The Legislature can act this session to provide people across Washington with better access to high-quality, affordable eye care. Doing so won’t cost anything; it will actually save money.
Access to health care is a serious problem, and eye care is an area of growing concern. Wait times to see an ophthalmologist can be three months or more. The patients most impacted are more likely to be older, low income, minorities and rural residents.
Lawmakers could help improve this problem by updating the approved scope of practice for Washington optometrists, allowing them to perform a range of minor procedures, deliver injections around the eye, and prescribe certain oral medications – all of which are part of their education and training.
Optometrists complete four years of specialized post-graduate training on the anatomy, pathology and treatment of the eye. Many add a residency, board certification or other specialized training, and all must comply with strict continuing-education requirements to maintain their licenses. These well-trained medical professionals serve as primary eye care providers for most individuals.
Unfortunately, optometry’s scope of practice in Washington has not been updated since 2003, before the original iPhone was introduced. Think about how your use of technology has changed since then. The same is true in optometry: Advances in procedures, technologies, medications and education all have improved how eye doctors provide care for their patients.
But Washington’s regulatory structure hasn’t kept up, which prevents optometrists from practicing to the full extent of their education and training. For example, Washington is one of only eight states that prohibit some oral medications used to treat inflammatory diseases in and around the eye.
Bringing Washington’s rules up to date would improve access to care. There are approximately three times as many licensed and practicing optometrists in Washington as there are ophthalmologists. Optometrists currently practice in 92% of Washington counties, while residents in nearly 40% of Washington counties, primarily in rural areas, have no local ophthalmologists.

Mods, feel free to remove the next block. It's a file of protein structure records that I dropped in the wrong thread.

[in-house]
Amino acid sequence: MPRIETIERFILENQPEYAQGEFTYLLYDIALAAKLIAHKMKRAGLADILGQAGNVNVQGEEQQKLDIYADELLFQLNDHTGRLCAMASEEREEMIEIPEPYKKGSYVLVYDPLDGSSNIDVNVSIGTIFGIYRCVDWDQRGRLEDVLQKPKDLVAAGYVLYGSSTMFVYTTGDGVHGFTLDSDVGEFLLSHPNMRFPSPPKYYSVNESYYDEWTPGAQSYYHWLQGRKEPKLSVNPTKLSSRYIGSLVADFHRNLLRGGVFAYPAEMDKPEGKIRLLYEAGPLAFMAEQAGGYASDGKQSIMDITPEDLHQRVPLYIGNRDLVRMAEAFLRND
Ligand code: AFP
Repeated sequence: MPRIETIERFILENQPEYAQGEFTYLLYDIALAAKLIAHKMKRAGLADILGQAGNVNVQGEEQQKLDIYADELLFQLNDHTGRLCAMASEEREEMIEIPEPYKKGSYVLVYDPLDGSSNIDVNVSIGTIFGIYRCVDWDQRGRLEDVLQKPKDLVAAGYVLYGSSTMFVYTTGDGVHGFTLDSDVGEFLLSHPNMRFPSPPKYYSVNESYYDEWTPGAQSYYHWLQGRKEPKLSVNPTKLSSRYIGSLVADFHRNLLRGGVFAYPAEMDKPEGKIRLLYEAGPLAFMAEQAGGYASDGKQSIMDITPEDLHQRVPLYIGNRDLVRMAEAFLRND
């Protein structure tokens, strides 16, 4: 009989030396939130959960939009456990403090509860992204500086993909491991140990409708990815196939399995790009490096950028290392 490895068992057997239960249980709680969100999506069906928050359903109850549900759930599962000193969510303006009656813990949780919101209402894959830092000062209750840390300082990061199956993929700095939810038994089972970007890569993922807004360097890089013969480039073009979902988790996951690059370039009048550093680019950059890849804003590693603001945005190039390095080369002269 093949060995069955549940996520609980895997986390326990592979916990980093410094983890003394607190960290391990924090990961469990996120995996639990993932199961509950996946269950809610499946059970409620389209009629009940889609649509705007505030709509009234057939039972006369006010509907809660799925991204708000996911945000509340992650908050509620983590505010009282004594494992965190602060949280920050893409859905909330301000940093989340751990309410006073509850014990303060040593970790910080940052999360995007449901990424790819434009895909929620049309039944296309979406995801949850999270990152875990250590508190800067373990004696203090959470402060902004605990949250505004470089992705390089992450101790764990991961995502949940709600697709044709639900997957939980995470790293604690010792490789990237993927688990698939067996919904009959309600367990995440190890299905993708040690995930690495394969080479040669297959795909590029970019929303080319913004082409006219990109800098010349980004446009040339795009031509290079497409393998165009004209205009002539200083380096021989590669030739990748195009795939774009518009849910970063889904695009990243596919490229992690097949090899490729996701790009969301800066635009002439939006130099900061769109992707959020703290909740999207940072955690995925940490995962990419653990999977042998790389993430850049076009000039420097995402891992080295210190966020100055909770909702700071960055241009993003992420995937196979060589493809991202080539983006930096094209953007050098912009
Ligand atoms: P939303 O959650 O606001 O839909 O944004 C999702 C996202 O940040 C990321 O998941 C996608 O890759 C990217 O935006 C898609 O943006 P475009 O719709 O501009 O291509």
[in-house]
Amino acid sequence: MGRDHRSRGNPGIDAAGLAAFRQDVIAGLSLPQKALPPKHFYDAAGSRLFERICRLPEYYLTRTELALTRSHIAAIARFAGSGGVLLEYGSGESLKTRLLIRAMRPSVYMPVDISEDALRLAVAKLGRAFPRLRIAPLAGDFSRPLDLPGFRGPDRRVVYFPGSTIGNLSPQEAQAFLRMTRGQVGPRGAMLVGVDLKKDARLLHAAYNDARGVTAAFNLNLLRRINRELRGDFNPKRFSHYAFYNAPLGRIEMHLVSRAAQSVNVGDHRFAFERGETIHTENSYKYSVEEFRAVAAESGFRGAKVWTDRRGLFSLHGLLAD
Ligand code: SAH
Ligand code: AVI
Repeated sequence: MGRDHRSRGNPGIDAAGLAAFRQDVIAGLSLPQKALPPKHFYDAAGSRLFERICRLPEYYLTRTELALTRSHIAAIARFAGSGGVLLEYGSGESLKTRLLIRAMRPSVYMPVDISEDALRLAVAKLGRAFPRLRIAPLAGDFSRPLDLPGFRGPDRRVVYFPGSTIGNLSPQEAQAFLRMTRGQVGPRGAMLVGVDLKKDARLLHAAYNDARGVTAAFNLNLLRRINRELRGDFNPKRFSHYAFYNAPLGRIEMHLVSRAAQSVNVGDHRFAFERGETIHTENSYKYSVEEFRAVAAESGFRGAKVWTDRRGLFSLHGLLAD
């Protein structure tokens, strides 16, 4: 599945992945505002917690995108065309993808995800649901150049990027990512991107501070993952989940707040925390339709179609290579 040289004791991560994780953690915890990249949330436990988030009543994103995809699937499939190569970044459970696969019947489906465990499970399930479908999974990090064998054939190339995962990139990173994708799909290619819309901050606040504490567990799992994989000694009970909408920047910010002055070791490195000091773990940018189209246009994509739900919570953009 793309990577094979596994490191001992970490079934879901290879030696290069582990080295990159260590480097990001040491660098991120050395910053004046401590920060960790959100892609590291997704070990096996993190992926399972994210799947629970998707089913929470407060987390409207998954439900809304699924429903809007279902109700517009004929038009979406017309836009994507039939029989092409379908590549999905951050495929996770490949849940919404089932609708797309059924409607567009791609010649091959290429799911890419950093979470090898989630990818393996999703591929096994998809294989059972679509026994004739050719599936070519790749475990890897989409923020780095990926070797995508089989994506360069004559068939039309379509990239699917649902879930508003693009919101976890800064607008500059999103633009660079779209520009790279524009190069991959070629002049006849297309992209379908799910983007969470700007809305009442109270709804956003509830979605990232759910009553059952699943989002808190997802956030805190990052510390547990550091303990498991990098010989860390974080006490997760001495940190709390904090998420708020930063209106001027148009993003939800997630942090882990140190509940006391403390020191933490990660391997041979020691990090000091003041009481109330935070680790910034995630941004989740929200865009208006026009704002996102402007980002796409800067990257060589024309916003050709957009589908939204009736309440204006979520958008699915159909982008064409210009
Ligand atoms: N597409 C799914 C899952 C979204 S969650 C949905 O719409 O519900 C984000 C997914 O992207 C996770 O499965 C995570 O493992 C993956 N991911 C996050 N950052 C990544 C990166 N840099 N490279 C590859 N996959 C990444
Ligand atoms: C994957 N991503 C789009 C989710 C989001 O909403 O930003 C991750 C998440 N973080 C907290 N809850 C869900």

This is especially important for Eastern Washington’s rural communities. When optometrists are forced to refer patients to another provider for treatments they are trained to perform but prohibited from providing, the drive to the nearest available caregiver can be two to three hours.
This waste of time is just one way outdated scope of practice laws harm patients. Take, for instance, the additional costs a patient incurs for a procedure as simple as removing a benign lesion on the eyelid. If the optometrist was allowed to perform the procedure, it generally could be diagnosed and treated in the office right then. One visit, one insurance co-pay.
But when that patient must be referred to an ophthalmologist, there can be a serious delay in receiving treatment. They’ll face at least one additional appointment and a second co-pay. As often as not, there could be a diagnostic appointment in the provider’s office followed by the procedure appointment at an ambulatory surgery clinic. These clinics charge a facility fee on top of the provider’s fee, roughly doubling the total cost.
In addition to these direct costs, there are other indirect but very real expenses: additional travel expense, day care, and more time off work – not just for the patient but also for a companion to accompany a patient whose vision is temporarily compromised.
Considering the inconvenience of getting a referral appointment and the increased costs involved, many patients will put off getting the care they need – or not follow through at all. These unfortunate decisions can put their vision – or more – at risk.
Oregon and Idaho authorize the treatments that Washington optometrists are proposing be added to their scope of practice. A Spokane optometrist holding dual licensure and also practicing in Coeur d’Alene can perform those procedures there, but not here. Crossing the border back into Washington doesn’t make that optometrist any less trained, experienced, or skilled.
After reviewing draft legislation to increase optometry’s scope, the Department of Health has concluded that additional procedures can be safely added to optometry’s scope of practice.
Lawmakers should take these findings seriously and update optometry’s scope of practice.
Dr. Grant Hardan is a Spokane optometrist.
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